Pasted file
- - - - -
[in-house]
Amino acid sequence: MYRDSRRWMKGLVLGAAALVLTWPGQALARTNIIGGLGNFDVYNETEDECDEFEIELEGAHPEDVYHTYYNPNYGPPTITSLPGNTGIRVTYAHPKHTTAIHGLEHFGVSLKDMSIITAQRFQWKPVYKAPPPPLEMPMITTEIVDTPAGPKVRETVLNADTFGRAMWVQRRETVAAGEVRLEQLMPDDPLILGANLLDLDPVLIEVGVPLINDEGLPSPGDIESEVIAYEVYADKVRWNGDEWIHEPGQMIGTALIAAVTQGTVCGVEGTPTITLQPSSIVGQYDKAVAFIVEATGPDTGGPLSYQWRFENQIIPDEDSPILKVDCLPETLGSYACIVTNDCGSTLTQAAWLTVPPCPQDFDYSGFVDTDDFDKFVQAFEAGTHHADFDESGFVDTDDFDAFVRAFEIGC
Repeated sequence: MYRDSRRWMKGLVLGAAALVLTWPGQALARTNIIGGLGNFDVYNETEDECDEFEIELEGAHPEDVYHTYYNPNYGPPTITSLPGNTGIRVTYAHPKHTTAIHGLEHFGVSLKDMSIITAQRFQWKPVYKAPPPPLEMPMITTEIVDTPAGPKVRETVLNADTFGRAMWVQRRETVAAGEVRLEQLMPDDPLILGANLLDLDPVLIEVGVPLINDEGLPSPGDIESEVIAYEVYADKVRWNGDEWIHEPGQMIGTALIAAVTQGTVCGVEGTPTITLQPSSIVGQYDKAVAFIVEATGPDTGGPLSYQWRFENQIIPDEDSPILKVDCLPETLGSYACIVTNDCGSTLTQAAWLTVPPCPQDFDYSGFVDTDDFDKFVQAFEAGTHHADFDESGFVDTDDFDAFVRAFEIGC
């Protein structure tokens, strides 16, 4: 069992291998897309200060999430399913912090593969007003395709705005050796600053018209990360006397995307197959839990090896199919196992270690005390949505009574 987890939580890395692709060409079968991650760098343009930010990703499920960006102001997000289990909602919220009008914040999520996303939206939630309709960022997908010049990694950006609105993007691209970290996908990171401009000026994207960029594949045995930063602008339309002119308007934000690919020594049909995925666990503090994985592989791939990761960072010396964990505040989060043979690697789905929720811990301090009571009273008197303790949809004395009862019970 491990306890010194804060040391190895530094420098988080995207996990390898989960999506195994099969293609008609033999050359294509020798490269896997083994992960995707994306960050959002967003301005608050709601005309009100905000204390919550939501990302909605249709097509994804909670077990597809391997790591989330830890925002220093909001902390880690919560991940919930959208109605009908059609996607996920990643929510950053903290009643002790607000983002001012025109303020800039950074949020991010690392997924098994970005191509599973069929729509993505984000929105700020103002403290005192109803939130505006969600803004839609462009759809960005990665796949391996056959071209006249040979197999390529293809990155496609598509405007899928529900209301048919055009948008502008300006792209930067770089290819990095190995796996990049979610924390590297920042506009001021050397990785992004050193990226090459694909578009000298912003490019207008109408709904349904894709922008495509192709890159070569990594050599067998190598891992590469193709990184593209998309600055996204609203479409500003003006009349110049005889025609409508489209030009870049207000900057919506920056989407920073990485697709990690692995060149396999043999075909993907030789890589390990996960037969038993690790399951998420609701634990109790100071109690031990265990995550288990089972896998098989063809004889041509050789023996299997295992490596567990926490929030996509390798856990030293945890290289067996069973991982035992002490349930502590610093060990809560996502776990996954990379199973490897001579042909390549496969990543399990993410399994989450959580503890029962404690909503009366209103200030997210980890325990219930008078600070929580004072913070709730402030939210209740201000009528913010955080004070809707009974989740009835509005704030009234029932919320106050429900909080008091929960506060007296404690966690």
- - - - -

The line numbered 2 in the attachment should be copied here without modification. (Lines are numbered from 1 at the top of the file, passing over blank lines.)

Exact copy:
Amino acid sequence: MYRDSRRWMKGLVLGAAALVLTWPGQALARTNIIGGLGNFDVYNETEDECDEFEIELEGAHPEDVYHTYYNPNYGPPTITSLPGNTGIRVTYAHPKHTTAIHGLEHFGVSLKDMSIITAQRFQWKPVYKAPPPPLEMPMITTEIVDTPAGPKVRETVLNADTFGRAMWVQRRETVAAGEVRLEQLMPDDPLILGANLLDLDPVLIEVGVPLINDEGLPSPGDIESEVIAYEVYADKVRWNGDEWIHEPGQMIGTALIAAVTQGTVCGVEGTPTITLQPSSIVGQYDKAVAFIVEATGPDTGGPLSYQWRFENQIIPDEDSPILKVDCLPETLGSYACIVTNDCGSTLTQAAWLTVPPCPQDFDYSGFVDTDDFDKFVQAFEAGTHHADFDESGFVDTDDFDAFVRAFEIGC